We set aside November 11 to honor veterans and let them know how much we appreciate their service. There’s another, better way, to show your appreciation: make a veteran a job offer. The U.S. Census estimates that there are over 100,000 veterans living in Northeast Florida, many with spouses and working age family members. That’s close to 10 percent of our population connected to military service, a point of pride for us and one reason many companies consider locating operations here.
Veterans are very attractive as a workforce for many reasons. Their military service builds character and provides opportunities for leadership and responsibility at a very young age. Military culture rewards courage, loyalty, discipline and grit, qualities that every company values and seeks in its workforce. Veterans are also great followers; they respect structure and tradition, and they understand the importance of compliance to rules and safety policies. They understand how to work as part of a team and when to switch from leader to follower – and back again, when circumstances require it.
Many veterans have had to perform under enormous pressure in life and death circumstances. They have had to make split-second decisions under (literal) fire. It’s tough to find a veteran who gets shaken up by tough language in a heated staff meeting. They don’t wilt under criticism, and they don’t pout when they don’t get their way. For the most part, they accept command decisions and move on.
Veterans thrive in a culture of accountability; they expect to be judged on their results rather than their intentions. They’re used to spending hours and hours in intense training and drills to master important skills. They take fierce pride in becoming the best at what they do, and they understand the importance of keeping their tools sharp and in good working order. (See “life and death” above.)
Employers are concerned that our helicopter parenting style has created a generation of young workers who get discouraged easily and can’t tolerate differences of opinion. Military members are trained not to quit – there’s no such thing as a time out in the midst of a firefight. Navy SEAL swimmers must pass what’s called a “drownproofing” test. Swimmers have hands and feet bound, and under the vigilant watch of their trainers, the bound men hop into the deep end of the pool. They must bob up and down twenty times, float for five minutes, swim to the shallow end of the pool, turn around without touching the bottom, swim back to the deep end, do a forward and backward somersault underwater, and retrieve a face mask from the bottom of the pool. All without the use of their hands or feet. Someone who has passed that test doesn’t give up when things get a bit uncomfortable.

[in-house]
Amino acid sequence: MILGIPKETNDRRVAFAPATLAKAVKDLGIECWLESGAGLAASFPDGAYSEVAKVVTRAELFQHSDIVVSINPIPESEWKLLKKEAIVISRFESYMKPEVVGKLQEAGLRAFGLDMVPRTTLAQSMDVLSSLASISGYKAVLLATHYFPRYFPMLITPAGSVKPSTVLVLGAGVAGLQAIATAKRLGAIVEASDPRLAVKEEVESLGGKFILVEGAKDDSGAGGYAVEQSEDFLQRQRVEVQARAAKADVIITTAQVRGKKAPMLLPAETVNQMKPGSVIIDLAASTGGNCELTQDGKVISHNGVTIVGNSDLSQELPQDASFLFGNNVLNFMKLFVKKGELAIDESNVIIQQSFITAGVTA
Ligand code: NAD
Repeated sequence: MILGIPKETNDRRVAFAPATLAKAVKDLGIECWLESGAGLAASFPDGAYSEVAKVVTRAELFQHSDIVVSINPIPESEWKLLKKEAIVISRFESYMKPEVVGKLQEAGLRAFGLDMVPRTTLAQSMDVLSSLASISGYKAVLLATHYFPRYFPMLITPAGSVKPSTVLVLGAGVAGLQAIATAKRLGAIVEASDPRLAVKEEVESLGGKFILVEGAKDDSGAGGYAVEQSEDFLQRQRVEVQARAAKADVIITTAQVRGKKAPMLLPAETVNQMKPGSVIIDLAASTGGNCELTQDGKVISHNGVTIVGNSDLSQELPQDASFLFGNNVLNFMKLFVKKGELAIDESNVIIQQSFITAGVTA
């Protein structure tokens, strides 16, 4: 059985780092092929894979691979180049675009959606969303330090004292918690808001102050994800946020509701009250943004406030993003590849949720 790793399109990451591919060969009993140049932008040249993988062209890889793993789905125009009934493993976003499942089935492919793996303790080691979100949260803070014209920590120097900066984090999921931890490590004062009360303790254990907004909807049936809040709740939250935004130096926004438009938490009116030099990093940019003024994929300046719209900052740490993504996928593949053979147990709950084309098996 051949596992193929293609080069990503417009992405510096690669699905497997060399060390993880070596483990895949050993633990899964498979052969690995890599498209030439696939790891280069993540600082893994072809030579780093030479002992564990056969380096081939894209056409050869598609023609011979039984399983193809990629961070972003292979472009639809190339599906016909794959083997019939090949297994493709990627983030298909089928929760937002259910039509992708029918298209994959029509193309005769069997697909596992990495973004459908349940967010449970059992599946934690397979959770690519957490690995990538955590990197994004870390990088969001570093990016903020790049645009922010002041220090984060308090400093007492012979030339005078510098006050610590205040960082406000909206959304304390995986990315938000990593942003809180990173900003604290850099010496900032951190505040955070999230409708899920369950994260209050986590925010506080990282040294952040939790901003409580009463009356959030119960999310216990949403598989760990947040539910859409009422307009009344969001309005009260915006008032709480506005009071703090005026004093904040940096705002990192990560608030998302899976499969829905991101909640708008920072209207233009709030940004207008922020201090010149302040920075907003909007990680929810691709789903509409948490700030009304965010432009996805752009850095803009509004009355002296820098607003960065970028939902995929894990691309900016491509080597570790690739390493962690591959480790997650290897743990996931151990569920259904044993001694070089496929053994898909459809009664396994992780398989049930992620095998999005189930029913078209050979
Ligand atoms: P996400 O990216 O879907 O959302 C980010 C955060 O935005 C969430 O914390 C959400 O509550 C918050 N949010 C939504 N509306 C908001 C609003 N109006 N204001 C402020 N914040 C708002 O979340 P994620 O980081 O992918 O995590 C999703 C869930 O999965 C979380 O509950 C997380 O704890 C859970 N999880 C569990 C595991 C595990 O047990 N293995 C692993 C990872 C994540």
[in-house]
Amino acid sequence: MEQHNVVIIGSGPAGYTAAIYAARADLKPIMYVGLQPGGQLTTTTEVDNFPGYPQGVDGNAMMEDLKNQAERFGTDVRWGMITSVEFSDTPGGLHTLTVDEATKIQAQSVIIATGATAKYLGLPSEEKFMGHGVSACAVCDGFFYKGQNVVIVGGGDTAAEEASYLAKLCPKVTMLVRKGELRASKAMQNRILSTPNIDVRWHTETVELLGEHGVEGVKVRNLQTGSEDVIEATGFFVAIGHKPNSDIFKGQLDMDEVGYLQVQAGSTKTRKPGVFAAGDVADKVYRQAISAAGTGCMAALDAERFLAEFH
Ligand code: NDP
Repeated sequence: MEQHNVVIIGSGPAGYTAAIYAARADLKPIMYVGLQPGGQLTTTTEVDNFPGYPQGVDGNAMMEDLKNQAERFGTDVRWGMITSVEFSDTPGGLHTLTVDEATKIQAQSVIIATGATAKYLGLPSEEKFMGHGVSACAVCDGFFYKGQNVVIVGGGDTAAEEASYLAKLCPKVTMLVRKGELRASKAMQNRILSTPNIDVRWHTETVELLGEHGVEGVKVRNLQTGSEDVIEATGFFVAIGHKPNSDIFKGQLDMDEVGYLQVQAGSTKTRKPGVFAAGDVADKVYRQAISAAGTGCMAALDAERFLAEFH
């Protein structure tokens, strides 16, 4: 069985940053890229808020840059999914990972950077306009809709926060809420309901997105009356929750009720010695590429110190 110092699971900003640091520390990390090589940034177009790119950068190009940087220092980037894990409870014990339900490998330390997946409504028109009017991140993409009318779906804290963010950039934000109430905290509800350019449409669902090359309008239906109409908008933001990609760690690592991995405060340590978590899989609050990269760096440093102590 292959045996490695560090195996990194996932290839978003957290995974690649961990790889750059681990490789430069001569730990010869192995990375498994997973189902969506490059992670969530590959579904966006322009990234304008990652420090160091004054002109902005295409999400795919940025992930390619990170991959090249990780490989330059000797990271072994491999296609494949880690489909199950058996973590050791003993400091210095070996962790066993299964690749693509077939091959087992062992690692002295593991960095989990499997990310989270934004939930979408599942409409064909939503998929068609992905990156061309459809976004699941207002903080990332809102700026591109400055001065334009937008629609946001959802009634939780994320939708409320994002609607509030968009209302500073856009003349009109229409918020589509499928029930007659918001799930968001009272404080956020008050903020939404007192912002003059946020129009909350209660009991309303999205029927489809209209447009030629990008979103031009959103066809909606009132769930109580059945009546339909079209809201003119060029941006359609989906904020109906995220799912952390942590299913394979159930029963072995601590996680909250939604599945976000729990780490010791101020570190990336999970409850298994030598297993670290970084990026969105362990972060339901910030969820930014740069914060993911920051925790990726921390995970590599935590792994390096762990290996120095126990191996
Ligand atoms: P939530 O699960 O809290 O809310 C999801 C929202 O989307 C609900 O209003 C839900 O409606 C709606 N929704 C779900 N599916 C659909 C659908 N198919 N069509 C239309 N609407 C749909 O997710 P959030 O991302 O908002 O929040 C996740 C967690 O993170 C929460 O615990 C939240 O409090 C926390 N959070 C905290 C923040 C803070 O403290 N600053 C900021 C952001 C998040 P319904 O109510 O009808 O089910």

I know these things because I’m married to a former Navy rescue swimmer. He’s been retired for many years, but his coworkers and clients remark almost daily on how upbeat and calm he remains, no matter how “hard” a day he’s having at the office. Privately, he laughs about it. He’s like most veterans I’ve met when he says “Getting shot at or jumping out of helicopters was hard. Any day I wake up in a warm bed at home is a good day.”
Next time you get a chance, thank a vet for his or her service. Then, think about giving them a shot at bringing their extraordinary skill set to your team.